Just a couple of days ago, I wrote about how Georgia Republican State Rep. Dustin Hightower (below) was introducing legislation that would legalize student-led, administration-supported proselytizing at football games, during morning announcements, graduation ceremonies, and anywhere else where students had a public forum.
And the same kind of bill is currently going through the state legislature in Virginia.
Senate Bill No. 236 was introduced by State Senator Charles W. (Bill) Carrico, Sr. and passed through the Senate last week on a 20-18 vote. (One Democrat, Phillip Puckett, voted for it while one Republican, John Watkins, voted against it.) It’s currently in the House Committee on Education, where it’ll likely pass on to the full House, where Republicans hold a 2:1 seat advantage.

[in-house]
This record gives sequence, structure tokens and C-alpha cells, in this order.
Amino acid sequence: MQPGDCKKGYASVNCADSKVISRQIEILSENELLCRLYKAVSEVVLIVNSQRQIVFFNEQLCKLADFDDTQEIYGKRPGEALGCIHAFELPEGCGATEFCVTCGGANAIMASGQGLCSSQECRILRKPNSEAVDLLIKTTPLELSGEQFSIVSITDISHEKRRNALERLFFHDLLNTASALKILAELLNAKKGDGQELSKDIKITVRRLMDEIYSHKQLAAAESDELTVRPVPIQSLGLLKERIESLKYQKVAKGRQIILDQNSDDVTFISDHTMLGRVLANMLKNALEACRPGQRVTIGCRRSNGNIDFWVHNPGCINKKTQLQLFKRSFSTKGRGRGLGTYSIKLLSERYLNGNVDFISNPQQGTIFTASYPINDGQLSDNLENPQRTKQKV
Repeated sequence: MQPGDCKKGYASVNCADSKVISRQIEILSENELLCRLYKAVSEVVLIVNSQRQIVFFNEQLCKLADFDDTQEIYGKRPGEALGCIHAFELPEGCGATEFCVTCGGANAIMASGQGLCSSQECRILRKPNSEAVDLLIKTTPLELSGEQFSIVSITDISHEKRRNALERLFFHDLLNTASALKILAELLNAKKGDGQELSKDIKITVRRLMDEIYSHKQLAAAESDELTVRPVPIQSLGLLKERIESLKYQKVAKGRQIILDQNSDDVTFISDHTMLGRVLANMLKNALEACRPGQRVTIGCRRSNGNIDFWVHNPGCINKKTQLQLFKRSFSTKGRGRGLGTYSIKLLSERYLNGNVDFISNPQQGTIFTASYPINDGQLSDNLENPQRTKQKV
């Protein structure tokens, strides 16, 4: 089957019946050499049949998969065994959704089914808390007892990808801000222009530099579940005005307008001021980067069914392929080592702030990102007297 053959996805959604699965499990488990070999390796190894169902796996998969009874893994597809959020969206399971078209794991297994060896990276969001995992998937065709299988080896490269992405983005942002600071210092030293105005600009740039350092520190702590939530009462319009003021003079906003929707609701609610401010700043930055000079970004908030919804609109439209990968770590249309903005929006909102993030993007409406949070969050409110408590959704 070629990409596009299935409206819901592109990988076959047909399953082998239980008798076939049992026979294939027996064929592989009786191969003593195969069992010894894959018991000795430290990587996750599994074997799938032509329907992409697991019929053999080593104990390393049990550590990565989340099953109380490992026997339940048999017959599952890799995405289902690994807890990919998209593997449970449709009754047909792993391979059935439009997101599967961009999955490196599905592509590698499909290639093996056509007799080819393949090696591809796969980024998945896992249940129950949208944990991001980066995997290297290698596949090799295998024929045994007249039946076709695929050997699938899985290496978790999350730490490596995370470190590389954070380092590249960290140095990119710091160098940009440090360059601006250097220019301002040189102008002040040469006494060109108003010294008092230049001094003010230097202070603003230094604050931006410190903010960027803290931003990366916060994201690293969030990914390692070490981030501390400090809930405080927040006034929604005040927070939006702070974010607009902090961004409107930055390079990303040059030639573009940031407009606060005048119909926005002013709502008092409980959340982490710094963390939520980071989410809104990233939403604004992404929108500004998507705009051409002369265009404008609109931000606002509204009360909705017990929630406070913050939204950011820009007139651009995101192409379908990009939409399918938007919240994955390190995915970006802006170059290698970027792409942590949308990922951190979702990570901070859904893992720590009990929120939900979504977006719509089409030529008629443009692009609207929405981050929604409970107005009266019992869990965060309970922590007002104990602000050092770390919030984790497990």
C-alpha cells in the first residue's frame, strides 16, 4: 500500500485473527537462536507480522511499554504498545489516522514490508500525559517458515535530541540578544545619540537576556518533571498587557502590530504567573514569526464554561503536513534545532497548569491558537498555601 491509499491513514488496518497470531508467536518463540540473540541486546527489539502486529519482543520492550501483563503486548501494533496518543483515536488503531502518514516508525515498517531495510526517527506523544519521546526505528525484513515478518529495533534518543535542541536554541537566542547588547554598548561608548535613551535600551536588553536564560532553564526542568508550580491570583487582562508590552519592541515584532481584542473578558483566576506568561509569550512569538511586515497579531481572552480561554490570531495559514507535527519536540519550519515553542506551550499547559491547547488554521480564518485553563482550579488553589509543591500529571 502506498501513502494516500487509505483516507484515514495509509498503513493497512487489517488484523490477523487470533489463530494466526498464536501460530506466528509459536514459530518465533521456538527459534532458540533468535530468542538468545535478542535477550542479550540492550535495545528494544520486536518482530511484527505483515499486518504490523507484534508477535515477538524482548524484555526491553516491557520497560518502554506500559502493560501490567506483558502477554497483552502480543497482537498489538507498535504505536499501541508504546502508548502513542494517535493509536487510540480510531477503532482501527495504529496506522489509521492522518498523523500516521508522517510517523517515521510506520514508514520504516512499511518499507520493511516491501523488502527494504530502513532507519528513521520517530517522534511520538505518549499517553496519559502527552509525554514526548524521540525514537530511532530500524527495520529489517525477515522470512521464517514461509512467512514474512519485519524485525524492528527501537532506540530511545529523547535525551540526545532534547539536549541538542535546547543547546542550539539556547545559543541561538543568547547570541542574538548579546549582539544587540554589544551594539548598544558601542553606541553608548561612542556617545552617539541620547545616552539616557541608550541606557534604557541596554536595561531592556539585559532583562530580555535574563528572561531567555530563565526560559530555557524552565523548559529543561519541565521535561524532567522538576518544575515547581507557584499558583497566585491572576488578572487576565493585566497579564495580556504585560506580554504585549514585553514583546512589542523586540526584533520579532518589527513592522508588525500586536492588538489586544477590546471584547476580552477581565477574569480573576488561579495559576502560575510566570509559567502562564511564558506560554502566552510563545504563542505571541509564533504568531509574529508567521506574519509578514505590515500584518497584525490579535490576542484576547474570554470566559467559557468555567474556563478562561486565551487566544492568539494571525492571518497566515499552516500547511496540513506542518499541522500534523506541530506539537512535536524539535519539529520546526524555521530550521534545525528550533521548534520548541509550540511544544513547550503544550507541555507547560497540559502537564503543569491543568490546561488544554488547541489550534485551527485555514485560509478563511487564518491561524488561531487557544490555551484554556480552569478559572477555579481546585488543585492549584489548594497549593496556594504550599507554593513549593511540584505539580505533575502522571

The Roanoke Times issued an editorial telling lawmakers they “should be prepared to defend the mandate in court”:
He may fervently believe this will protect schools from litigation by religious minorities and nonbelievers, but that is arguable.
The Virginia School Boards Association is so certain a disclaimer would be a fig leaf, leaving school divisions exposed, that it asked the Senate Committee on Education and Health to add a provision authorizing the state attorney general’s office to defend school boards against lawsuits.
Shamefully, the panel advanced it unchanged.
The state should be prepared to reap what it sows if its political leaders insist on sowing confusion where the law now offers clear guidance on a constitutional conundrum the U.S. Supreme Court even now is mulling: Where does individual religious liberty end and government sanction begin?
As the line now is drawn, Carrico’s crusade to return prayer to public schools invites a lawsuit.…
It may not make a difference at this point, but if you live in Virginia, contact your delagates and tell them to vote against this bill.
(Thanks to Scott for the link)